04/2019 Copyright reform – What you should know

The Internet is no longer unknown territory. This basic consensus also prevailed in the European Parliament as it initiated the negotiations on a copyright reform. Now a decision has been made. On the final vote for the copyright reform 19 states voted in favor, six against and three abstained. As a conclusion the EU member states collectively approved the copyright reform.


Through the reform authors of texts, pictures and videos should be better protected and fair payment should be ensured. The intention is to balance the claims of right-holders on one hand and users and online providers on the other hand.


The package contains a total of 23 articles, two of those are highly controversial: Article 15 (formerly 11) and Article 17 (formerly 13):

  • Article 11/15 – also known as ancillary copyright for publishers – is intended to establish a so-called ancillary copyright law which prohibits the use of protected works or parts of them without the consent of the authors. So all of those, who want to use the smallest excerpts of journalistic content on the web, need the publisher's license.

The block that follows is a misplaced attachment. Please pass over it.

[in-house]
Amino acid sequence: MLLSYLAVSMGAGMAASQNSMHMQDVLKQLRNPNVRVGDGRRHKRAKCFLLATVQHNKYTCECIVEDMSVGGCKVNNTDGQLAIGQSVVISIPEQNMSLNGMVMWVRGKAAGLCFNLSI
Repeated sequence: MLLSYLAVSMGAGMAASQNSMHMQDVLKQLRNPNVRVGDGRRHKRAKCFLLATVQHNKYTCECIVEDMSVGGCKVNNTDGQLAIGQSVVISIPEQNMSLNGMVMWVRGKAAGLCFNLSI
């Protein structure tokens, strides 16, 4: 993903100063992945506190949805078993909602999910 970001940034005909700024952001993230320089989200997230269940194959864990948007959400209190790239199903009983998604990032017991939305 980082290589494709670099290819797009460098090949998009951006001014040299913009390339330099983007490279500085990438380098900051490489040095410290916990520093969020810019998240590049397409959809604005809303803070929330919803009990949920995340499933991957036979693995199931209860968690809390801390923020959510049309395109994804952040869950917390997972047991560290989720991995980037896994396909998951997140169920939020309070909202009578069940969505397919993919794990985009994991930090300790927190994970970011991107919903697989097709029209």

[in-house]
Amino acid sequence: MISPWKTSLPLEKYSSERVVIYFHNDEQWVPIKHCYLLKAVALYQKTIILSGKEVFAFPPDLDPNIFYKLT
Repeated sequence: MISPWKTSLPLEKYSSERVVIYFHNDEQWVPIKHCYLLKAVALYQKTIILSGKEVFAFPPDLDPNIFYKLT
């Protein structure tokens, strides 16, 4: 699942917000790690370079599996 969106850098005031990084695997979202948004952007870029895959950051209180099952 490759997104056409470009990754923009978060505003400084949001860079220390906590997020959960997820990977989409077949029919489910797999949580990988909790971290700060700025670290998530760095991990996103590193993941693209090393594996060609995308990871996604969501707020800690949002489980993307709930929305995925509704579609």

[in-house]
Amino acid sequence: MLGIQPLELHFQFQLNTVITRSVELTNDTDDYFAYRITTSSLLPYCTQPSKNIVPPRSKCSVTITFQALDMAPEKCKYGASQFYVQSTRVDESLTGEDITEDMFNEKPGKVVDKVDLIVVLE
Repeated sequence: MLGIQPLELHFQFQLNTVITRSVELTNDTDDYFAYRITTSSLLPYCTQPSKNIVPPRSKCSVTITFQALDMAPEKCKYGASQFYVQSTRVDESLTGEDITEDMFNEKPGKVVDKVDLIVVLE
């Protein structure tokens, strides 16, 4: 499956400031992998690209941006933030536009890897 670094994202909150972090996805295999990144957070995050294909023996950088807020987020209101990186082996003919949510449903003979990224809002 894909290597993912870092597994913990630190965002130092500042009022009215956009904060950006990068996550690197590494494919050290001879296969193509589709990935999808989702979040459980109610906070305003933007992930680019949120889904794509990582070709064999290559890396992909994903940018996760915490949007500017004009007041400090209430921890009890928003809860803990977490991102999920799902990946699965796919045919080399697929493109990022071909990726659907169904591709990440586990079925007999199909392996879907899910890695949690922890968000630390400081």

• Article 13/17 explicitly deals with user-generated content and thus with all websites where internet users can upload something. The article intends that these websites are forced to review any uploaded content for copyright infringement or to authorize them. In order to meet the simple abundance of content with software, it is feared that an upload filter must be introduced.
    • Exceptions apply to platforms that are less than three years old or gain a maximum of 10 million € per year.
    • In the protocol statement of the vote the Federal Government promises to interpret the definition of affected platforms in such way that Article 17 applies only to market-dominant platforms such as YouTube or Facebook.

It is still unclear how the requirements of copyright reform can be transposed into national law. It will take some time until the users will feel the change as the members of the EU have two years to implement them.

02/2019 – Two Factor Authentication

Again and again, millions of users are affected by security vulnerabilities. Two factor authentication can help to reduce the occurrence of identity theft, phishing attacks or other online scams. Because even if the password was cracked, hackers can be locked out and sensitive data is protected.

The proof of identity of the user is determined by a combination of two independent components, which must be used correctly. The three most common factors are usually specified as something that you know (Pin code) you have (bank card, physical key) and that you are (fingerprint, human voice). The combination does not necessarily have to consist of factors of different categories, but these must never be stored in the same place. Most often, one of the features is a physical token, while the other one is such as a security code, for example the combination bank card - PIN.